New NetSquared.org Home Page Strong Model of Easy to Use Design for Diverse Audiences

New NetSquared.org Home Page Strong Model of Easy to Use Design for Diverse AudiencesTake a look at the new NetSquared home page for a useful model of user-friendly site design.

As I stress repeatedly in my writing and training about writing for the Web, effective communications is all about making it easy for the user. This holds for offline communications too, but most important online with trillions of choices available to online readers at the click of a button.

One vital way to make it easy for your users is ensuring they quickly find what they need online. For  organizations reaching multiple audiences on multiple programs and goals, this is a real challenge. One approach I’ve seen is providing pathways for various user groups by job title/position. That might seem like a natural but research has found that people don’t self-identify primarily as a "fundraiser" or "policymaker."

Instead, online readers come to a site to focus on what they want to do there — register for a conference, absorb some information, or share a comment. NetSquared does a beautiful job of inviting site visitors to step into clear action paths (join, build, share) that make sense for one-time visitors and return audiences who want to pursue various modes of involvement over the course of multiple visits.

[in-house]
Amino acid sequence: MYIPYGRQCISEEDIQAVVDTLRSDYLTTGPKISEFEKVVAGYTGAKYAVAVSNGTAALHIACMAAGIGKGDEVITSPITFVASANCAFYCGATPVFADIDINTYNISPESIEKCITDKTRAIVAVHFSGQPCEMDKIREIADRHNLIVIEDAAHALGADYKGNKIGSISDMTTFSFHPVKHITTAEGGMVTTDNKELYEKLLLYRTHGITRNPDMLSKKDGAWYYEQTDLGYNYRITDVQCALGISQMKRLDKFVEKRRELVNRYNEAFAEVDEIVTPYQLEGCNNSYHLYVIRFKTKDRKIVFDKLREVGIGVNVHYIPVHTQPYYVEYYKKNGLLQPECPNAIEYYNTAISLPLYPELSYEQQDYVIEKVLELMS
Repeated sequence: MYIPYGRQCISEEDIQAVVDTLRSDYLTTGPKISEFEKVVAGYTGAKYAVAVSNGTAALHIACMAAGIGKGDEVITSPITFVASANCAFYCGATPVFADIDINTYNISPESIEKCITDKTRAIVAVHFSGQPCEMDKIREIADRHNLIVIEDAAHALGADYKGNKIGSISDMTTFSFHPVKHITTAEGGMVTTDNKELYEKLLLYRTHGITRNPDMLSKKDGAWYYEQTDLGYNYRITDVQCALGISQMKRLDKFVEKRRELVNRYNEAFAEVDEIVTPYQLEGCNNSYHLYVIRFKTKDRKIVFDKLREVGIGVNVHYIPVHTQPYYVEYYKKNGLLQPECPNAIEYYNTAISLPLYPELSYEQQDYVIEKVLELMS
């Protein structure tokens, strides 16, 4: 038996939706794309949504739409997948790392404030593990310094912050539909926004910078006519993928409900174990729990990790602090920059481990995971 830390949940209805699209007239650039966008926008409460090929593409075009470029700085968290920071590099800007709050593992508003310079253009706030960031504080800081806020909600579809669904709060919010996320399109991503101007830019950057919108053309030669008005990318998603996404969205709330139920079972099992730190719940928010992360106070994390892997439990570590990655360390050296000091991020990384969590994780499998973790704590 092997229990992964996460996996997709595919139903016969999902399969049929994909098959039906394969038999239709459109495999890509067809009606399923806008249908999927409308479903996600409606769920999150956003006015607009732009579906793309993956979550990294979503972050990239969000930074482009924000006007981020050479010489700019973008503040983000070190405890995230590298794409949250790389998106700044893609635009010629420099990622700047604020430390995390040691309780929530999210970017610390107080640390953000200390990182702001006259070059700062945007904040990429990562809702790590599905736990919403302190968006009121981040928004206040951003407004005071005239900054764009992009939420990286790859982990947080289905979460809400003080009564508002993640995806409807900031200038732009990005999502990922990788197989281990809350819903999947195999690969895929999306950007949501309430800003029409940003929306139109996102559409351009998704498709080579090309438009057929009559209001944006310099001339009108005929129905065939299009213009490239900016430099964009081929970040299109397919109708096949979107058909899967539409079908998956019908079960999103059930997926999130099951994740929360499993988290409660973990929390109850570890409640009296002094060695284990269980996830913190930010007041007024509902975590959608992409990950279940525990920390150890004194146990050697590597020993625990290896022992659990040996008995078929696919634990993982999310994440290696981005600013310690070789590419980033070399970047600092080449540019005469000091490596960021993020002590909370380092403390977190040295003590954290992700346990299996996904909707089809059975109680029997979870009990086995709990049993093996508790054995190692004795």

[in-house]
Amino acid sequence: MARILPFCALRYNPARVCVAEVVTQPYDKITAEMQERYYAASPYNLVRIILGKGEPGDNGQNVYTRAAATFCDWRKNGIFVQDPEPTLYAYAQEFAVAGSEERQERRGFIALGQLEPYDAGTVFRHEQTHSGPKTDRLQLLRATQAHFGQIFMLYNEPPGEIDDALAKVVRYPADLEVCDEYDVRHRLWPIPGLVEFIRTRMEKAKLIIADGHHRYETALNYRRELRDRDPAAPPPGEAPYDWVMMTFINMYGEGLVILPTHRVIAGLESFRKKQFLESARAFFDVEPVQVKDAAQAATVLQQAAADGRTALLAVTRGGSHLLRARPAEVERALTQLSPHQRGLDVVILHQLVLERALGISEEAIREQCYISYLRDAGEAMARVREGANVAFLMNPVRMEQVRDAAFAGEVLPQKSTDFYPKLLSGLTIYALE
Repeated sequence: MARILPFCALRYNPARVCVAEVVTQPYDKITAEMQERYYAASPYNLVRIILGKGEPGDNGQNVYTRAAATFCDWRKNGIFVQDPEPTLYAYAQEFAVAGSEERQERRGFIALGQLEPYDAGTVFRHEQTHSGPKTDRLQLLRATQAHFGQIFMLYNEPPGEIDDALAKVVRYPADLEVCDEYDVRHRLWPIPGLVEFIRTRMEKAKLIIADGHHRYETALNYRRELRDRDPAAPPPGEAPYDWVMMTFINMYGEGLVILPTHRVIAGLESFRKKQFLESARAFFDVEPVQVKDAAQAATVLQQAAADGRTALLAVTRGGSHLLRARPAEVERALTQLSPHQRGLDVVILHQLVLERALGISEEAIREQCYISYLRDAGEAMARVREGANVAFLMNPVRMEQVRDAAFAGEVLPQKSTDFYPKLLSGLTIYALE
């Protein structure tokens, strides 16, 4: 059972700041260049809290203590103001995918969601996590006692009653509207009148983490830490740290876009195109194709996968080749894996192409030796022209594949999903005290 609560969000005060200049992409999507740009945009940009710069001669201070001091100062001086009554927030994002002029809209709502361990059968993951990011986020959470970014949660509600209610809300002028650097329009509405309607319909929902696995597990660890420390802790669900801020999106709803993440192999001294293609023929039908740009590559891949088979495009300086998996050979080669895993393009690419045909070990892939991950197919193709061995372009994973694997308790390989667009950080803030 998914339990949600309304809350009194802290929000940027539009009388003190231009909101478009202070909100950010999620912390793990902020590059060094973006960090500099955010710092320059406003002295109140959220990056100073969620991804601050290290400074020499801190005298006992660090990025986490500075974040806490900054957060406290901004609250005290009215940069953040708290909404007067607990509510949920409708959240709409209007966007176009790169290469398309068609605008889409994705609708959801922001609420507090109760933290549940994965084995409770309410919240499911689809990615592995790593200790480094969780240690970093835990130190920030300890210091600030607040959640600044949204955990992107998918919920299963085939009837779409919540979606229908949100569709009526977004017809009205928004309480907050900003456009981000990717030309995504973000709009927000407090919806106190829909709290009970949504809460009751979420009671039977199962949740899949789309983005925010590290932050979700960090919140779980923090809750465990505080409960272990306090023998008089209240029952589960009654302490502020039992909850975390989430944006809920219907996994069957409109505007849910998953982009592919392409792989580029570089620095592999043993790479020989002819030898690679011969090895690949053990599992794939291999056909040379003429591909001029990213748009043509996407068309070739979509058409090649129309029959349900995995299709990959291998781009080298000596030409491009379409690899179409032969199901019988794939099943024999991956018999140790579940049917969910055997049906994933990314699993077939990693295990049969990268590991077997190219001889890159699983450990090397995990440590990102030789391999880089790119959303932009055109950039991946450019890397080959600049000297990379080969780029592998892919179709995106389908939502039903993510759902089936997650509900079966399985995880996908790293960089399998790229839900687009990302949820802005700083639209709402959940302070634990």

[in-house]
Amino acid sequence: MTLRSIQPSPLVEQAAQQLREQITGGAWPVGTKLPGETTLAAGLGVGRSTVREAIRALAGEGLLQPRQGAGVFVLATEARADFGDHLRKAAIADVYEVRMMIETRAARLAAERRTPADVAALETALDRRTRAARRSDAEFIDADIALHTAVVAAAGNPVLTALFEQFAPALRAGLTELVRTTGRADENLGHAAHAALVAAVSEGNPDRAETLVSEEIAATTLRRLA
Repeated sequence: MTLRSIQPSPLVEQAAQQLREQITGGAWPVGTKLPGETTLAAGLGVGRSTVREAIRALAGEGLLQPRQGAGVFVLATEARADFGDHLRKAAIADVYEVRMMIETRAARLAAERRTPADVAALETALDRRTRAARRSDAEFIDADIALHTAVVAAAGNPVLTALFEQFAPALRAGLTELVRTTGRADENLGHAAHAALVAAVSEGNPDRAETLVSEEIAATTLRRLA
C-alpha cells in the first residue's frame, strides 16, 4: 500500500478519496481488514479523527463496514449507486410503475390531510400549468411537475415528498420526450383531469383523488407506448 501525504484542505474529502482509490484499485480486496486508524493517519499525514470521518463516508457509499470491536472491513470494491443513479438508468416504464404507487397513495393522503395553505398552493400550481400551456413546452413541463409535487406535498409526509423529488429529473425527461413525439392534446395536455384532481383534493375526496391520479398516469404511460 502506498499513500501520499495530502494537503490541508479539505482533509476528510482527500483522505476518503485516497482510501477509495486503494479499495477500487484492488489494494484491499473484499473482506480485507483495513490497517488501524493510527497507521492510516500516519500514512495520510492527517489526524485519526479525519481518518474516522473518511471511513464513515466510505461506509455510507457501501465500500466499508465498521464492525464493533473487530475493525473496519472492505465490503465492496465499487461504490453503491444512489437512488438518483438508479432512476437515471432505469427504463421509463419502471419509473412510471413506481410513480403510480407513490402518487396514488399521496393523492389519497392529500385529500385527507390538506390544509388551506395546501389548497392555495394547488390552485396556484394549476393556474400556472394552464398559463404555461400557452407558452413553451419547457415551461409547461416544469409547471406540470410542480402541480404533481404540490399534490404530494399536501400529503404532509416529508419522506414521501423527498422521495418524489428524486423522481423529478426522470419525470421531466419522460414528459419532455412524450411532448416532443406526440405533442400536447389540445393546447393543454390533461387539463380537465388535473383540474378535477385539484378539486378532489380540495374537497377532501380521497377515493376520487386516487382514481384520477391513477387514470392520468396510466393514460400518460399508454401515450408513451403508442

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Nancy Schwartz on May 1, 2008 in Case Studies, High-Impact Websites, Nonprofit Communications | 1 comment
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  • Bob Roth

    I would agree that some improvements were made to the site… such as the layout and use of redundant navigation. But, at the same time, I would criticize the use of a very difficult to read font in the images and an over-abundance of copy prevalent throughout the site.
    I’m not too familiar with this company and it wasn’t obvious what it is that they could do for me in the first minute that I spent perusing their site.
    The site answers “What?” and “Why?” over and over and over and over, but before I found the answer to “How?” I’d lost interest.

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